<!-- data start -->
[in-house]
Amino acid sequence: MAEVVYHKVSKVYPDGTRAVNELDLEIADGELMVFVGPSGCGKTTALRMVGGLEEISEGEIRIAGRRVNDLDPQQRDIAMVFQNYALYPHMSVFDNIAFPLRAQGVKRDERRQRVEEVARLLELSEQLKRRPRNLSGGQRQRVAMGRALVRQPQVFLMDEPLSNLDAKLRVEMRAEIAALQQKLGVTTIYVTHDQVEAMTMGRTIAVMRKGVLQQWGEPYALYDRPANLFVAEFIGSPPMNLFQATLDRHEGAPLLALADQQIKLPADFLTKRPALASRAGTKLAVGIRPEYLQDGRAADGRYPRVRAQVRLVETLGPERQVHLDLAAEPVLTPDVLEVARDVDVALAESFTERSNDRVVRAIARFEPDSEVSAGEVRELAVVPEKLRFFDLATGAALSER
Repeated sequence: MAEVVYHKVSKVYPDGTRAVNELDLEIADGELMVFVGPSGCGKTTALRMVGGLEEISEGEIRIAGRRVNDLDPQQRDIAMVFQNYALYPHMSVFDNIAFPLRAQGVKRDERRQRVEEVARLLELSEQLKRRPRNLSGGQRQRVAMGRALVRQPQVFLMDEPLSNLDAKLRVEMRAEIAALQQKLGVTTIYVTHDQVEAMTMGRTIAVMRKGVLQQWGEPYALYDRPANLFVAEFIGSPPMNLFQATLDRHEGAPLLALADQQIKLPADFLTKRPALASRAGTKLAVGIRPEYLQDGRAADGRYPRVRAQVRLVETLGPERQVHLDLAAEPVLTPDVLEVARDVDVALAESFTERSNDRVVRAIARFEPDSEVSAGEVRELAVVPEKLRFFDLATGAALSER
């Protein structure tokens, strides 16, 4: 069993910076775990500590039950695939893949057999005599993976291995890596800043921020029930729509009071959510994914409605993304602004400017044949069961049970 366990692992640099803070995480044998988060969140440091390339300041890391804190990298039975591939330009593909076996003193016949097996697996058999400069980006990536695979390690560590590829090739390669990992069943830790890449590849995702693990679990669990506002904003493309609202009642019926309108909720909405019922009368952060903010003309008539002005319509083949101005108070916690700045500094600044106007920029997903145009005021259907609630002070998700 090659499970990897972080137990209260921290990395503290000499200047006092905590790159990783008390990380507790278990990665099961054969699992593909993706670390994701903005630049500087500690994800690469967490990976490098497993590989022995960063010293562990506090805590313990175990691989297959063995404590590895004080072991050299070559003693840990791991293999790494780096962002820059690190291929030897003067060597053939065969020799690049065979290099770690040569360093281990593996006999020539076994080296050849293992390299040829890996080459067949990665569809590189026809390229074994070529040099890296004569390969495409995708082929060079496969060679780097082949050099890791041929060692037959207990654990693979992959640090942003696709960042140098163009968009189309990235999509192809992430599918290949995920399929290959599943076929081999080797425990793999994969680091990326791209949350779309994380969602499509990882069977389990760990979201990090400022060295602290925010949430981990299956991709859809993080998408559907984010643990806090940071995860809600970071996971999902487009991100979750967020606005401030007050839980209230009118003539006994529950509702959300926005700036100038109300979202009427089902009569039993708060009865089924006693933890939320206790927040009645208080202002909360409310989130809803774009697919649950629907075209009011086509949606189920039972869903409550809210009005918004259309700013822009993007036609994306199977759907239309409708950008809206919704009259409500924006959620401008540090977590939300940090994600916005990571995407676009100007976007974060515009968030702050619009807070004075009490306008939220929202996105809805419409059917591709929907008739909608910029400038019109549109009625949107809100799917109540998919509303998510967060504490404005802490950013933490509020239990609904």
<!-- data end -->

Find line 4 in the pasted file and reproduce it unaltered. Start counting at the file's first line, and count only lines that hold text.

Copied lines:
């Protein structure tokens, strides 16, 4: 069993910076775990500590039950695939893949057999005599993976291995890596800043921020029930729509009071959510994914409605993304602004400017044949069961049970 366990692992640099803070995480044998988060969140440091390339300041890391804190990298039975591939330009593909076996003193016949097996697996058999400069980006990536695979390690560590590829090739390669990992069943830790890449590849995702693990679990669990506002904003493309609202009642019926309108909720909405019922009368952060903010003309008539002005319509083949101005108070916690700045500094600044106007920029997903145009005021259907609630002070998700 090659499970990897972080137990209260921290990395503290000499200047006092905590790159990783008390990380507790278990990665099961054969699992593909993706670390994701903005630049500087500690994800690469967490990976490098497993590989022995960063010293562990506090805590313990175990691989297959063995404590590895004080072991050299070559003693840990791991293999790494780096962002820059690190291929030897003067060597053939065969020799690049065979290099770690040569360093281990593996006999020539076994080296050849293992390299040829890996080459067949990665569809590189026809390229074994070529040099890296004569390969495409995708082929060079496969060679780097082949050099890791041929060692037959207990654990693979992959640090942003696709960042140098163009968009189309990235999509192809992430599918290949995920399929290959599943076929081999080797425990793999994969680091990326791209949350779309994380969602499509990882069977389990760990979201990090400022060295602290925010949430981990299956991709859809993080998408559907984010643990806090940071995860809600970071996971999902487009991100979750967020606005401030007050839980209230009118003539006994529950509702959300926005700036100038109300979202009427089902009569039993708060009865089924006693933890939320206790927040009645208080202002909360409310989130809803774009697919649950629907075209009011086509949606189920039972869903409550809210009005918004259309700013822009993007036609994306199977759907239309409708950008809206919704009259409500924006959620401008540090977590939300940090994600916005990571995407676009100007976007974060515009968030702050619009807070004075009490306008939220929202996105809805419409059917591709929907008739909608910029400038019109549109009625949107809100799917109540998919509303998510967060504490404005802490950013933490509020239990609904």